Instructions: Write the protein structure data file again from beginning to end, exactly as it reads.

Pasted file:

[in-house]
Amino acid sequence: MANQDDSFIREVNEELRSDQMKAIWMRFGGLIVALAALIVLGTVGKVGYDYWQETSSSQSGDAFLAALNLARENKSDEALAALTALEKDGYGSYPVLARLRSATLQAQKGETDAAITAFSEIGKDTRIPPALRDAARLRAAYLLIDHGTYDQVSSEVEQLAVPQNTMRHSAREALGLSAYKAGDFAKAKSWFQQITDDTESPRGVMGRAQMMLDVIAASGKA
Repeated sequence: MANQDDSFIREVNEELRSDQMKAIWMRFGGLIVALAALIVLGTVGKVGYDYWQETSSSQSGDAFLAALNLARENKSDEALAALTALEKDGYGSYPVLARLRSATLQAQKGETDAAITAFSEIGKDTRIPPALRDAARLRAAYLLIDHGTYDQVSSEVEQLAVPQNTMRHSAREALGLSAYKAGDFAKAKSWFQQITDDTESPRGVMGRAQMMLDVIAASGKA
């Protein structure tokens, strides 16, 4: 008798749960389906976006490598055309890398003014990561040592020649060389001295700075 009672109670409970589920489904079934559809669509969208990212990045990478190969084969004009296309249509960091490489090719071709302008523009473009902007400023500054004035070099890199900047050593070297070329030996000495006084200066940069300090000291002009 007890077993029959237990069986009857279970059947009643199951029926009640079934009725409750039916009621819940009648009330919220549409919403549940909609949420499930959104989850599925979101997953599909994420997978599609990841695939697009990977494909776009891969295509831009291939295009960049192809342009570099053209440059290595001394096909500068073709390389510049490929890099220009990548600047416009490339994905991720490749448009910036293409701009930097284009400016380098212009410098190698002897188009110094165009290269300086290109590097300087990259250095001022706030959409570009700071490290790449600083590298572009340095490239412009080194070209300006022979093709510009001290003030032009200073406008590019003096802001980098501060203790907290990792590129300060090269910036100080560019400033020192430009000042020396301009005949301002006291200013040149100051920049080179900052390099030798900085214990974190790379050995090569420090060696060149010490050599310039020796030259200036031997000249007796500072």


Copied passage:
[in-house]
Amino acid sequence: MANQDDSFIREVNEELRSDQMKAIWMRFGGLIVALAALIVLGTVGKVGYDYWQETSSSQSGDAFLAALNLARENKSDEALAALTALEKDGYGSYPVLARLRSATLQAQKGETDAAITAFSEIGKDTRIPPALRDAARLRAAYLLIDHGTYDQVSSEVEQLAVPQNTMRHSAREALGLSAYKAGDFAKAKSWFQQITDDTESPRGVMGRAQMMLDVIAASGKA
Repeated sequence: MANQDDSFIREVNEELRSDQMKAIWMRFGGLIVALAALIVLGTVGKVGYDYWQETSSSQSGDAFLAALNLARENKSDEALAALTALEKDGYGSYPVLARLRSATLQAQKGETDAAITAFSEIGKDTRIPPALRDAARLRAAYLLIDHGTYDQVSSEVEQLAVPQNTMRHSAREALGLSAYKAGDFAKAKSWFQQITDDTESPRGVMGRAQMMLDVIAASGKA
């Protein structure tokens, strides 16, 4: 008798749960389906976006490598055309890398003014990561040592020649060389001295700075 009672109670409970589920489904079934559809669509969208990212990045990478190969084969004009296309249509960091490489090719071709302008523009473009902007400023500054004035070099890199900047050593070297070329030996000495006084200066940069300090000291002009 007890077993029959237990069986009857279970059947009643199951029926009640079934009725409750039916009621819940009648009330919220549409919403549940909609949420499930959104989850599925979101997953599909994420997978599609990841695939697009990977494909776009891969295509831009291939295009960049192809342009570099053209440059290595001394096909500068073709390389510049490929890099220009990548600047416009490339994905991720490749448009910036293409701009930097284009400016380098212009410098190698002897188009110094165009290269300086290109590097300087990259250095001022706030959409570009700071490290790449600083590298572009340095490239412009080194070209300006022979093709510009001290003030032009200073406008590019003096802001980098501060203790907290990792590129300060090269910036100080560019400033020192430009000042020396301009005949301002006291200013040149100051920049080179900052390099030798900085214990974190790379050995090569420090060696060149010490050599310039020796030259200036031997000249007796500072």